Recently, the work in [17]
demonstrated that a common embedding space for musical instrument separation using various deep attractor networks could achieve competitive performance. Our system is similar to the anchored and/or expectationmaximization deep attractor networks in
[17], but we use an auxiliary network to estimate the mean and covariance parameters for each instrument. We also explore what type of covariance model is most effective for musical source separation (tied vs. untied across classes, diagonal vs. spherical). Furthermore, we discuss a simple modification of our pretrained embedding networks for querybyexample separation [18, 19, 20], where given an isolated example of a sound we want to separate, we can extract the portion of a mixture most like the query without supervision.2 Embedding Networks
Let be the complex spectrogram of the mixture of sources for . An embedding network computes
(1) 
where is the input feature representation (we use the logmagnitude spectrogram in this work), and contains a dimensional embedding for each TF bin in the spectrogram. The function
is typically a deep neural network composed of bidirectional long shortterm memory (BLSTM) layers, followed by a dense layer. We then create a mask for each source
, with(2) 
from . Deep clustering [3, 5] builds binary masks via kmeans clustering on (soft masks can also be obtained via soft kmeans), and is trained by minimizing the difference between the true and estimated affinity matrices,
(3) 
where indicates which of the sources dominates each TF bin. Deep attractor networks [8] use the distance between the embeddings and fixed attractor points in the embedding space to compute soft masks, and are typically trained with a signal reconstruction loss function, such as the loss between the estimated and ground truth magnitude spectrograms
(4) 
where are the flattened spectrogram of the mixture, and ground truth source, respectively. We can obtain the separated time domain signal from the estimated magnitude after an inverse STFT using the mixture phase.
Chimera networks [7, 6] combine signal reconstruction and deep clustering losses, using two heads stemming from the same underlying network (stacked BLSTM layers). In this work, we also combine the loss functions from (3) and (4) (with equal weighting), but the gradients from both propagate into the same embedding space, rather than separate heads.
3 Conditioning embeddings on class
When we are interested in separating sources that belong to distinctly different groups, i.e., classes, each source has an associated class label , and we assume here that each mixture contains at most one isolated source per class label. Estimating the mask in (2) for source (class) and TF bin is then equivalent to estimating the posterior over classes given the corresponding dimensional network embedding. For simplicity we use a Gaussian model of the embedding space and obtain the mask from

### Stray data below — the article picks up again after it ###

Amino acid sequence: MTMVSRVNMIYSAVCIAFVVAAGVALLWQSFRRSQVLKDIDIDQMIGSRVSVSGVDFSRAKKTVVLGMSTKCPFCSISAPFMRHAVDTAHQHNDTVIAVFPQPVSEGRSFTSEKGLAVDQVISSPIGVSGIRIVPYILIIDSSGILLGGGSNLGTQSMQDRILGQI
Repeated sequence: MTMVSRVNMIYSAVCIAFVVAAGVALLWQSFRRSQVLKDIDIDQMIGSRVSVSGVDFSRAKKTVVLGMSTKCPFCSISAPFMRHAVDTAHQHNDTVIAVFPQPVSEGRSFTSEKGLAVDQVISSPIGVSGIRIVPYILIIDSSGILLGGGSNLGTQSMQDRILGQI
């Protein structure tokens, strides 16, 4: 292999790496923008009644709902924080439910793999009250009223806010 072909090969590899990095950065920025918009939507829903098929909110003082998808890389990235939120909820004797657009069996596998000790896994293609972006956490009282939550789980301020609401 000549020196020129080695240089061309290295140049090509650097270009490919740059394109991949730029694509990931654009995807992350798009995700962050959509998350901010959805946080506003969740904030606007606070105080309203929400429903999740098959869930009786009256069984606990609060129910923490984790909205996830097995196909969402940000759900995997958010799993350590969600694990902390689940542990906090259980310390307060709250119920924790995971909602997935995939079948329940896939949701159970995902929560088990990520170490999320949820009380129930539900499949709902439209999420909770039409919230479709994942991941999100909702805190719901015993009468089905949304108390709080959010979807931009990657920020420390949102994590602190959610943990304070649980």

(5) 
The Gaussian parameters and class prior
for each class are learned endtoend along with the embedding network. The generation of the parameters of each Gaussian from the auxiliary classconditional network is the maximization step in the expectationmaximization (EM) algorithm (trained through stochastic gradient descent), and the generation of the mask is the expectation step. Rather than unfolding a clustering algorithm as in
[5], we instead can learn the parameters of the clustering algorithm efficiently via gradient descent. Further, the soft mask is generated directly from the posteriors of the Gaussians, rather than through a secondstage enhancement network as in [5]. A diagram of our system can be seen in Fig. 1.We also draw a connection between the classconditional masks of (5) and the adaptive pooling layers for sound event detection in [21], which are also conditioned on class label. In [21]
, an activation function that is a variant of softmax with learnable parameter
is introduced. Ifis very high, the function reduces to a max function, heavily emphasizing the most likely class. If it is low, energy is spread more evenly across classes approximating an average. Our work uses a similar idea for source separation. A softmax nonlinearity is comparable to the posterior probability computation used in the expectation step of the EM algorithm in our Gaussian mixture model (GMM). For a GMM with tied spherical covariance,
is the inverse of the variance. A similar formulation of softmax was also used in
[5], where kmeans was unfolded on an embedding space. In that work was set manually to a high value for good results. In our work, we effectively learn the optimal (the inverse of the covariance matrix) for signal reconstruction rather than setting it manually, but still conditioning it on class as in [21] for source separation.4 Experiments